|Protests Against Rushdie in Jaipur during Literary Festival|
|Organizers Call Off Rushdie's Video Conference|
|The Book Itself|
After all these years, is it really worth fabricated intelligence about mafia hit men? The Satanic Verses is an undeniably provocative book. Rushdie names his main character a derogatory word for Muhammad that dates from the Crusades, gives prostitutes the names of Muhammad's wives, implies Muhammad believed in three pre-Islamic Meccan goddesses, and challenges the veracity of Muhammad's revelation, positing that Muhammad's scribe changed verses of the Quran without Muhammad noticing, "So there I was, actually writing the Book, or rewriting, anyway, polluting the word of God with my own profane language. But, good heavens, if my poor words could not be distinguished from the Revelation by God's own Messenger, then what did that mean?" (380). One can't throw together that sort of blasphemous lineup and not have some inkling about inciting some serious reactions. To this day The Satanic Verses remains Viking Penguin's best selling book of all time, and Rushdie earned $2 million in the first year of publication.
|Rushdie at Previous Jaipur Literary Festival|
But what's the true impact of public censorship of controversial writers in India? Anjay Roy says, "the government's move presupposes the Muslim community's disposition towards violence. What is more dangerous, it could be interpreted as an attitude of cowering before the slightest threat." Too many years of studying Hindu extremism in India leads me to believe the "Muslim community's disposition towards violence" is only as threatening as the disposition, and sometimes direct state sponsorship, of Hindu nationalism towards violence in India.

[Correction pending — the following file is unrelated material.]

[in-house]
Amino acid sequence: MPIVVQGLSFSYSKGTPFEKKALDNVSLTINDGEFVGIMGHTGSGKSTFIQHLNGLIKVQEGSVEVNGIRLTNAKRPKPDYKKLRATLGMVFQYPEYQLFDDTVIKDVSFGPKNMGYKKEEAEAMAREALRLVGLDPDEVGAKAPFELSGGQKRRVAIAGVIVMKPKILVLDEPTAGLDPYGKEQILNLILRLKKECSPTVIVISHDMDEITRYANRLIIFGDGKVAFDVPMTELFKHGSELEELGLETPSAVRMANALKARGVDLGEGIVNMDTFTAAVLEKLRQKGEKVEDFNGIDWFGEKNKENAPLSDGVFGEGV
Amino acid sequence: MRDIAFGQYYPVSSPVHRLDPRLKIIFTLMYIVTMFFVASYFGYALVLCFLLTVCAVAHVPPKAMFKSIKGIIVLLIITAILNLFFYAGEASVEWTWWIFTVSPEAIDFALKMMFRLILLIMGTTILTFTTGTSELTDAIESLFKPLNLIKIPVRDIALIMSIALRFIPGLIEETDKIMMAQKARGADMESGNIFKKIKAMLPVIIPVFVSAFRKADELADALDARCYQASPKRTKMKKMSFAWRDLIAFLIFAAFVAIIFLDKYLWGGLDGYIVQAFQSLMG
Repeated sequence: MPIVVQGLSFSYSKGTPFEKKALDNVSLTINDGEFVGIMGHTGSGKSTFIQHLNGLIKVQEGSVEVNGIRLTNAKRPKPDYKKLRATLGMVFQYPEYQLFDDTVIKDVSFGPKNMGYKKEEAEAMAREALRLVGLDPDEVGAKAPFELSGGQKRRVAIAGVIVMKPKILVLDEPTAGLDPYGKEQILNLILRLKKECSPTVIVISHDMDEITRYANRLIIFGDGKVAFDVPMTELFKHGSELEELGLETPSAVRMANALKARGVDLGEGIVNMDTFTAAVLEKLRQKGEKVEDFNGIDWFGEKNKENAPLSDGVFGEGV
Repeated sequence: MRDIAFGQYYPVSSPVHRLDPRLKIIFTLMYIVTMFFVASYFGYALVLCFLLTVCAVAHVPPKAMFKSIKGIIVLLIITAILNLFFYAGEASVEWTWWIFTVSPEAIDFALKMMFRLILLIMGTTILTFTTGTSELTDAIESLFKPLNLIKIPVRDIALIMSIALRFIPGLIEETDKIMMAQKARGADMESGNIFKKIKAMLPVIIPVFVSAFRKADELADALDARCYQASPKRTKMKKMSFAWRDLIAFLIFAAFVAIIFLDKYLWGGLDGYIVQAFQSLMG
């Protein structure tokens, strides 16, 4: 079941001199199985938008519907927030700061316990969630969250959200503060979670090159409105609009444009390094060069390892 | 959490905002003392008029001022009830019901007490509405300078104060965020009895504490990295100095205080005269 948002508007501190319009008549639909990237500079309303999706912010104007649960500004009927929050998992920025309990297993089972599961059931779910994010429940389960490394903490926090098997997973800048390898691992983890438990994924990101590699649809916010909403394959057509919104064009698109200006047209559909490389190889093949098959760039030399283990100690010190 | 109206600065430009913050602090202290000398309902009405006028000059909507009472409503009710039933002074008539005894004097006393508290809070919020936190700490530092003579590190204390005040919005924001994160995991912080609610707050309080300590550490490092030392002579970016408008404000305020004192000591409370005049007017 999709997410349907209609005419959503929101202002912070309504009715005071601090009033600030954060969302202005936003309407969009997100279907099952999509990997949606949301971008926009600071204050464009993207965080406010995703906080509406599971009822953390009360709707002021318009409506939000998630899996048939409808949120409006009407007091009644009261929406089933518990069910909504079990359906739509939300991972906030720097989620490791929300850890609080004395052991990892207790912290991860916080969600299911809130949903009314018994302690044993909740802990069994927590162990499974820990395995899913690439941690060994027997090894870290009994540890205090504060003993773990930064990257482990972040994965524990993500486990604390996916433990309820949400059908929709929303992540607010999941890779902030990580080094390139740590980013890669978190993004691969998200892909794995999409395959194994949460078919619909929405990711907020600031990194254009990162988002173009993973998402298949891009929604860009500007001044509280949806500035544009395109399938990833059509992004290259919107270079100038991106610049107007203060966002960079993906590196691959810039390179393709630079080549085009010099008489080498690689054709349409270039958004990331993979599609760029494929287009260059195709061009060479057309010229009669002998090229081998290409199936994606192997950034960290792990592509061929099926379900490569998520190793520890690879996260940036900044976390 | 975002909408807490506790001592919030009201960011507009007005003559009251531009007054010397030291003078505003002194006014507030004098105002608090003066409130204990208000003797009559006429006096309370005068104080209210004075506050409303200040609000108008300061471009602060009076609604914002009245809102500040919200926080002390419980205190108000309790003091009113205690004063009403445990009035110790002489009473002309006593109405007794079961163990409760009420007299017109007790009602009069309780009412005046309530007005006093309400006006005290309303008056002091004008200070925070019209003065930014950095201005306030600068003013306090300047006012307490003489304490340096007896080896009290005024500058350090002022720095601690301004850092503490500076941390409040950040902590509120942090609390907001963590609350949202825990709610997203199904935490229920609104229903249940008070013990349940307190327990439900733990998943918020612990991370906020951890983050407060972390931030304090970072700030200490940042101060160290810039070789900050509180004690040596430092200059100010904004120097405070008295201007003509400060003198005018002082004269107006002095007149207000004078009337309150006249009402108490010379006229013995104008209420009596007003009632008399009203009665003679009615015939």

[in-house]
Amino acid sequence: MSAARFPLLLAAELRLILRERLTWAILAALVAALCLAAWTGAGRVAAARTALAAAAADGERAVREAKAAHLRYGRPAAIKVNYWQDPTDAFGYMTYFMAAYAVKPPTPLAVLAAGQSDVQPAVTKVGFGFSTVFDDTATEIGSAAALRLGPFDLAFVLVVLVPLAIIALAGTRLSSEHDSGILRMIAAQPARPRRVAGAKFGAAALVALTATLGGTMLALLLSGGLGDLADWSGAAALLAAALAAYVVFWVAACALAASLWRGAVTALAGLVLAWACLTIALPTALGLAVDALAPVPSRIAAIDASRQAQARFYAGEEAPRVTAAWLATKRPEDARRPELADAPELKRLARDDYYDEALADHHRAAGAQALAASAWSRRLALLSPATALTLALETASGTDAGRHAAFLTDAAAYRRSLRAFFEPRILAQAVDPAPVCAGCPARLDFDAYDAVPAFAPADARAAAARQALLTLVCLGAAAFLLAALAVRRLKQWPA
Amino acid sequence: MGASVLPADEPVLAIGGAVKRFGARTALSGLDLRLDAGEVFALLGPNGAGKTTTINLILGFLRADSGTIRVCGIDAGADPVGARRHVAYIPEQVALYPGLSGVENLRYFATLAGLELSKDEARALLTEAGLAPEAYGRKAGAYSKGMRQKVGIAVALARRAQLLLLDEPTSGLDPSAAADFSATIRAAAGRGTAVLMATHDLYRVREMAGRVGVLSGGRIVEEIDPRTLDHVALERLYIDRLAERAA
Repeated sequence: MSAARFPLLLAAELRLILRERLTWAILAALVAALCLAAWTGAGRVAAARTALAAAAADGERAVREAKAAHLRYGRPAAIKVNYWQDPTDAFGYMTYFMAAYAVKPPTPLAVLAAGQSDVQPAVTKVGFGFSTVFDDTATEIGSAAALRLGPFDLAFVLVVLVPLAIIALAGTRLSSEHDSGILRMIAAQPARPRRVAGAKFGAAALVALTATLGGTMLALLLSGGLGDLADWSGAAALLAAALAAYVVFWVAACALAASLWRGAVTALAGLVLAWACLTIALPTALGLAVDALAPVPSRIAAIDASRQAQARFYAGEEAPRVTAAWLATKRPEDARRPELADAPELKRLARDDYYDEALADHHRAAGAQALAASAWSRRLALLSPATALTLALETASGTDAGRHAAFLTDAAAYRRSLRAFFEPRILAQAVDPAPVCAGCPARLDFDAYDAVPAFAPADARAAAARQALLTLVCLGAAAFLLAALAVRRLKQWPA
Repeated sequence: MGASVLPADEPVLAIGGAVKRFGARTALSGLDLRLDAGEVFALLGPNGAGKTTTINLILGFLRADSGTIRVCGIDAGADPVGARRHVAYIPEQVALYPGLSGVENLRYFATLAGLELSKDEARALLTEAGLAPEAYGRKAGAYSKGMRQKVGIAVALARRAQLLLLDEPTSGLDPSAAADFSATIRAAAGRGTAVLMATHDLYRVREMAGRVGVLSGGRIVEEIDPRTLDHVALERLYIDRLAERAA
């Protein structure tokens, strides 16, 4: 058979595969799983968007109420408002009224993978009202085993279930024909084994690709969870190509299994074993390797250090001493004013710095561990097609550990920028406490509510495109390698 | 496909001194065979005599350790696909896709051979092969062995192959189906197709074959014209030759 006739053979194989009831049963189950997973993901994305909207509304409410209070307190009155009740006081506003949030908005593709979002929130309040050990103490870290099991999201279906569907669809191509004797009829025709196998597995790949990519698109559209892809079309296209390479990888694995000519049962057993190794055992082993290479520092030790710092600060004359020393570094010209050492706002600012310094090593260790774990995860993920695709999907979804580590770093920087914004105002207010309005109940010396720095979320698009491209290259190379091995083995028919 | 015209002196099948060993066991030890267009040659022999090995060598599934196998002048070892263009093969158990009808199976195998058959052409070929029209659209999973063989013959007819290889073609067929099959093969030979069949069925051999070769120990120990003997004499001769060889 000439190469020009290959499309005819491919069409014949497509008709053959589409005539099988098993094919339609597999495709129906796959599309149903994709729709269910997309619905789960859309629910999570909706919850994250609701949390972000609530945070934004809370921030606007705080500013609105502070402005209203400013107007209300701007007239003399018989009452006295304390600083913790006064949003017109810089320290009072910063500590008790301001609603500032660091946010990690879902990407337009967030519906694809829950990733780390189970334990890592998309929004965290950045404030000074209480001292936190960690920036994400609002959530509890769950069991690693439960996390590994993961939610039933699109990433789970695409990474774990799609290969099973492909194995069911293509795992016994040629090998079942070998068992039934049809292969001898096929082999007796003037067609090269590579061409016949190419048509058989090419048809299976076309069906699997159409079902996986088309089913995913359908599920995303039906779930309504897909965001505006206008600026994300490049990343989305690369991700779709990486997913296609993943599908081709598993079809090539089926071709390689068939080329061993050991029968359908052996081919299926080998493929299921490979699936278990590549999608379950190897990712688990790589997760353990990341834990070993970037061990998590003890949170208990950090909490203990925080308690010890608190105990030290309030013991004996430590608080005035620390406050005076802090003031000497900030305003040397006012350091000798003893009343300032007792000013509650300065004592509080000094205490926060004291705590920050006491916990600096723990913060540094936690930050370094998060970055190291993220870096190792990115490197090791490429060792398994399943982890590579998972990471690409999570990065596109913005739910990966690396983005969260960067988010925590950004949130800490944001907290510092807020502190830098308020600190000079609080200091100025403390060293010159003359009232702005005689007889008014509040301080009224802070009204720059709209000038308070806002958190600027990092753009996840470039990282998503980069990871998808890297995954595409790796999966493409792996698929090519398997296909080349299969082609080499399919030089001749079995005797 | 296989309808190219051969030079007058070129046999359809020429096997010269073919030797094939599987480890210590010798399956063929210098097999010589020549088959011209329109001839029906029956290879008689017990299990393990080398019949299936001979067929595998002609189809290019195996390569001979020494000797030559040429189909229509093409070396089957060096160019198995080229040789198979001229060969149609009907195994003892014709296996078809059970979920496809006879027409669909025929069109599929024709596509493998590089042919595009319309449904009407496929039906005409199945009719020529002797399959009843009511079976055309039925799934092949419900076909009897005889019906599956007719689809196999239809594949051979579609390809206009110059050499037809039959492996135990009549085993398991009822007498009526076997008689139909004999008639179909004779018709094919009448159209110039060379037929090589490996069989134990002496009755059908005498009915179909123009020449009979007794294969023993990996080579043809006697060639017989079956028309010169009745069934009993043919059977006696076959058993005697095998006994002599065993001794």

|Painting by M.F. Hussain|
Provocation is generally not the end goal of artistic expression, although sometimes it's a necessary corollary. But violence and threatened violence against art? The recent death of M.F. Hussain in exile, driven out of India due to protest over his representations of Hindu deities, is yet another example of artistic censorship. I doubt that those who protested against M.F. Hussain had any understanding of his creative process, just as I sincerely doubt that any of the protesters who convened on the Jaipur Literary Festival had ever read The Satanic Verses (a complicated book that left me scratching my head at points). Provocation is part of artistic statement, and protest is part of a useful artistic dialogue in society. But violence? These are just words on a page, colors on a canvas. It's only the hatred and fear of the viewer that gives them meaning and power.